Anyone describing the mammoth body of work of Kristin Hersh would use just about every word in the English language before considering 'ordinary'. The co-founder of Throwing Muses and frontwoman of 50FOOTWAVE, with eight solo albums already to her name too, seems endlessly, tirelessly inventive, whether she’s in rock bands or playing every instrument in the studio. So it’s no small statement that this ninth release, Wyatt at the Coyote Palace, has the feeling of a masterpiece.
The whole release comprises two CDs and a book, where the lyrics for each song are printed alongside an anecdote, normally one wherein Hersh narrowly escapes death, sometimes accompanied by an image. While reading and listening at the same time can occasionally get a bit much in terms of how much stuff there is to take in, the music of the album sets the tone for the book so beautifully, so perfectly, that it’s worth it and more. Musically it's about as Kristin-Hersh-solo-work as it could get, and at its best at that, made up of layered acoustic guitars playing chord sequences and melodies that move seamlessly between bizarre and accessible, combining the two in a way that needs to be heard to be believed. With her raspy voice over the top, it has that sense of earthiness that feels just a little magical, painting images and evoking sensations that feel weirdly reminiscent of this scene in The Craft.
Because there’s a pervading sense of wonder at the world that might border on a sense of mysticism, but only because reality seems so overwhelmingly amazing. With her acoustic guitars she paints in pinky reds and oranges and warm, earthy greens, and her lyrics zoom in on the natural aspects of her stories of near death, augmented by her occasional use of field recordings. This wonder at life, reality, the world, seems as much the point of the central theme of death as the morbid contemplation of death itself; indeed, as her son Wyatt puts it in the story accompanying ‘Shotgun’, “crossing the threshold and starting a new life”; they are considered two sides of the same coin.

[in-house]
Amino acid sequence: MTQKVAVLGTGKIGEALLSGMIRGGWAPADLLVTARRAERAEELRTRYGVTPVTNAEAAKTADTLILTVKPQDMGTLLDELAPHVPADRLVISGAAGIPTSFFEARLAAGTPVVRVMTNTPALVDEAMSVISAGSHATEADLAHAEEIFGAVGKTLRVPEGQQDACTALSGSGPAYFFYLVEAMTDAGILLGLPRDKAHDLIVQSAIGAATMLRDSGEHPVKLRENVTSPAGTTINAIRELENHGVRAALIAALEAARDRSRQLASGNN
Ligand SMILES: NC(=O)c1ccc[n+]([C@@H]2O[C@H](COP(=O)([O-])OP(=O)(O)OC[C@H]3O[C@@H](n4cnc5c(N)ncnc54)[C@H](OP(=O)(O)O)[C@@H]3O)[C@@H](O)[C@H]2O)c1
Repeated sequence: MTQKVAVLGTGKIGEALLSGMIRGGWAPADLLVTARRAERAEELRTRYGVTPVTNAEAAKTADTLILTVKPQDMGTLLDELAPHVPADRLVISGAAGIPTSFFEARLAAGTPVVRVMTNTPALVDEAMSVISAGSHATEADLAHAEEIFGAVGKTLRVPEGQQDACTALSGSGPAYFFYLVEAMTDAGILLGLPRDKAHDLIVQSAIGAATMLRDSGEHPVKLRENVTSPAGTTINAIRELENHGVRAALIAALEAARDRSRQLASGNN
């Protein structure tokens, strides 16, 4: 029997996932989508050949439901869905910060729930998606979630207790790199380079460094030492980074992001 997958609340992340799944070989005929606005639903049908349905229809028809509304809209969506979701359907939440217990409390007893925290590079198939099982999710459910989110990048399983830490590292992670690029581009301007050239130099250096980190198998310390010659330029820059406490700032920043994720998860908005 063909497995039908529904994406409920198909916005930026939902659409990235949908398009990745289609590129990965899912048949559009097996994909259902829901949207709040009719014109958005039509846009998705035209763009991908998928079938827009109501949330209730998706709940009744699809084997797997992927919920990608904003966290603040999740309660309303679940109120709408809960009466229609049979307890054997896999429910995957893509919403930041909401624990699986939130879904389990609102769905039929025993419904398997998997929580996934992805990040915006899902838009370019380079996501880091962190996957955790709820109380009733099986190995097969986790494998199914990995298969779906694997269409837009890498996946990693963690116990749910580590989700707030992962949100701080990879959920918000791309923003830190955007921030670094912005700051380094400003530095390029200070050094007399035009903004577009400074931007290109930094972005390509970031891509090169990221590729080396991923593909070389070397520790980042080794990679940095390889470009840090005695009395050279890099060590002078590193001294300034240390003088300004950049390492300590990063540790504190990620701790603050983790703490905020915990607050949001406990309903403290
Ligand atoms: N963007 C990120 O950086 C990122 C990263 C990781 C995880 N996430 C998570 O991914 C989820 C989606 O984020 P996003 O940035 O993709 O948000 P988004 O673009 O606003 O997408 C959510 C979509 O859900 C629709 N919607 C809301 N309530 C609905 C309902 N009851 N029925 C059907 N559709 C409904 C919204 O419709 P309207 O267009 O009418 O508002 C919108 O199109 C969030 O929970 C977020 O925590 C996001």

Her lyrics maintain throughout the album a sense of abstractness, yet reading the accompanying anecdote doesn’t tend to shed as much light on the stories behind the songs as you’d expect; rather, they’re simply a clarification in full sentences of what we’ve already been told. The effect is like one of a strange sort of reverse colouring in: she first paints the colours of the images in shapes that could seem equivocal, then adds the outlines last to clarify the details.
Yet every detail of the lyrics seems somehow so important - indeed, literally vital - in a way that’s expressed often perfectly by her music. Her sense of dynamics, exemplified possibly most beautifully in ‘Day 3’ (especially transitioning from ‘Wonderland’), is impeccable, starting beautiful, slow and quiet, with a lowness of energy that almost feels muted, then building up by adding layers and broadening the range of the melody as well as getting actually louder. These parts that feel 'bigger' are as beautiful in their glory as the 'smaller', more understated parts in their whispering subtlety.
It’s interesting that in an accompanying interview Hersh compares the experience of sharing this work of hers with sharing your religion with someone, since this double album and book makes for an all consuming experience of wonder that does seem comparable. While getting the most out of this work takes a couple listens with at least one (simultaneous) read through with all your concentration, it’s worth every second and every bit of energy.
9Nina Keen's Score